New-York Historical Society

New York

Alexander Hamilton’s duelling pistols — on view at the New-York Historical Society



Founded in 1804 as New York’s first museum, the New-York Historical Society is both a museum and a library — with extensive collections in American painting, sculpture, books, manuscripts, decorative arts, architectural drawings, photographs, and prints. It houses an outstanding collection of items from the American Revolution and the early republic, but as the collective memory of New York, it covers the full range of New York City’s history as well.

  • The Patricia D. Klingenstein Library contains more than three million items, including books, pamphlets, maps, atlases, newspapers, broadsides, music sheets, manuscripts, prints, photographs and architectural drawings.
  • The Henry Luce III Center for the Study of American Culture displays nearly 40,000 museum objects. This publicly accessible storage space gives visitors a behind-the-scenes look at a working museum collection. Highlights include Washington’s camp bed from Valley Forge, the desk at which Clement Clarke Moore wrote A Visit from Saint Nicholas, and one of the world’s largest collections of Tiffany lamps and glasswork.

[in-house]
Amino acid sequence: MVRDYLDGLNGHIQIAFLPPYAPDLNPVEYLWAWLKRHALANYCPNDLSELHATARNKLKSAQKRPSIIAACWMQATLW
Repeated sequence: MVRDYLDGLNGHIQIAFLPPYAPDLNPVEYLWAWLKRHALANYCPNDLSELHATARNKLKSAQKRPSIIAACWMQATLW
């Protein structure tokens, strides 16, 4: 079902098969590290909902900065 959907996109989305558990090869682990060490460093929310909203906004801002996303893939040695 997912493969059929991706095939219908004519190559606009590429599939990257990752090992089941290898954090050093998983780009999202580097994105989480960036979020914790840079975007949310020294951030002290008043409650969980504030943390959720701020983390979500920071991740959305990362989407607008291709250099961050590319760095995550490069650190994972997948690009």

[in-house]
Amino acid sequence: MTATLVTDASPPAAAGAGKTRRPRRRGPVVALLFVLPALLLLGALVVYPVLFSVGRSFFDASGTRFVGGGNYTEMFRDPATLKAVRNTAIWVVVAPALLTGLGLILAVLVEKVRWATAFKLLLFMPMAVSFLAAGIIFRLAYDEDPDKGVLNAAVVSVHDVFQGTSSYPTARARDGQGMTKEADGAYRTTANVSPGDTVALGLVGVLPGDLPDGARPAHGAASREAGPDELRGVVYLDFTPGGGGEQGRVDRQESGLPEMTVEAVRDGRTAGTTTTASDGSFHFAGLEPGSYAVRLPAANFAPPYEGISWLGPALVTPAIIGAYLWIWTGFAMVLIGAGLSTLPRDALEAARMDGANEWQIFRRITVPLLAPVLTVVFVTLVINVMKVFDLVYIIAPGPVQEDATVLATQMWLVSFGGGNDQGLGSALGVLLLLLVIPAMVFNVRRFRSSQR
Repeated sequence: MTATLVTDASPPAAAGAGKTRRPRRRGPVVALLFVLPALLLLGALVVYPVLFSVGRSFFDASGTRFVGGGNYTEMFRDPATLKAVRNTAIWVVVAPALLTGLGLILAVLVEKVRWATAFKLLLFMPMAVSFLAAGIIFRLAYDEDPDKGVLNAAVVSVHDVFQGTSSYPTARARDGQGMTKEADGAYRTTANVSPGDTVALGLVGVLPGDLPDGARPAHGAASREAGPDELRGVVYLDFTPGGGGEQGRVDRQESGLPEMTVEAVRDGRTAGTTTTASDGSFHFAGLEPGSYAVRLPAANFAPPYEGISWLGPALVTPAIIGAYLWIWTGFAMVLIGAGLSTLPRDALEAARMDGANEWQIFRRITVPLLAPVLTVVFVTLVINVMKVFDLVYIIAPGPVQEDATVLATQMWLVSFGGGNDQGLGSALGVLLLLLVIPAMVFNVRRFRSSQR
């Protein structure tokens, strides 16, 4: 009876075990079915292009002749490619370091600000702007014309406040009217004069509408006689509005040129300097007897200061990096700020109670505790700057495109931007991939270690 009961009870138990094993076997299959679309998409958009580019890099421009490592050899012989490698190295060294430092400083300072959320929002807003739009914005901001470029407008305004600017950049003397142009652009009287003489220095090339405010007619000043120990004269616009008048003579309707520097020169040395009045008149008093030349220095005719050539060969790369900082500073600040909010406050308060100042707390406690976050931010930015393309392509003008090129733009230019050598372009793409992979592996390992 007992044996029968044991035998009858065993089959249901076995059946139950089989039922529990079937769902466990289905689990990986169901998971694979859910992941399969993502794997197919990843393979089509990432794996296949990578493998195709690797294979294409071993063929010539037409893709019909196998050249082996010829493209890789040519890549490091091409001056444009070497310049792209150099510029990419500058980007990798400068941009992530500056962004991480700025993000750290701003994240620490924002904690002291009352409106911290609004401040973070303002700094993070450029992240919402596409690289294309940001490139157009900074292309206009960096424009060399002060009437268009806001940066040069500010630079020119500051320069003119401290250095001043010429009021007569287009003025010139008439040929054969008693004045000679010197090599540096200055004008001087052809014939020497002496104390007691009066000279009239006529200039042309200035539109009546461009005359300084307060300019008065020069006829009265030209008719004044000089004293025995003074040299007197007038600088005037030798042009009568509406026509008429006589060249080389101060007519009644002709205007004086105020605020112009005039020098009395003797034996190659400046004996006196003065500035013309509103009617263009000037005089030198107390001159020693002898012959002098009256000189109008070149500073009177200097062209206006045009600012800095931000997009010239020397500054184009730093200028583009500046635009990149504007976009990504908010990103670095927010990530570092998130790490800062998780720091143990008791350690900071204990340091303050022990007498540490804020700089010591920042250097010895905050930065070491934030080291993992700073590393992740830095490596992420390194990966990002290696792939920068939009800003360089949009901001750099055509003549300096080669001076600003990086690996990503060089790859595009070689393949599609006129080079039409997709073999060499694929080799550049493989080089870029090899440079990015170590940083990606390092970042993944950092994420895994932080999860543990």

• The DiMenna Children’s History Museum encourages families to explore 350 years of American history through permanent installations geared to children ages 8 to 13.
  • The Gilder Lehrman Collection is a nationally renowned archive of more than 60,000 manuscripts, documents, diaries, maps, books, photographs, and iconography documenting four centuries of American history.
  • The Robert H. Smith Auditorium provides a space for the Historical Society’s many public programs, including its Distinguished Speaker Series. Showing throughout the day is New York Story, a multimedia presentation of the history of New York City — from a remote Dutch trading post to the present day.

A three-year, $70 million renovation was completed in November 2011. The landmark building includes a restaurant and gift shop.

Visitors to Monticello often wonder at its practical accessories. Jefferson labored a month to save a minute. His home was impractical from the start — by reason of its very site (on a mountain), by the height given the first version of the building (later disguised in a way that left useless spaces in and around its dome), by the perpetual course of its dismantling and reassembly. To make the house more convenient, he made his daughter and her children live for years in a chaos of artistic second thoughts, sometimes sheltered only by canvas as the roof rose, fell, and assumed new shapes in his mind.

Garry Wills
Inventing America: Jefferson’s Declaration of Independence (1978)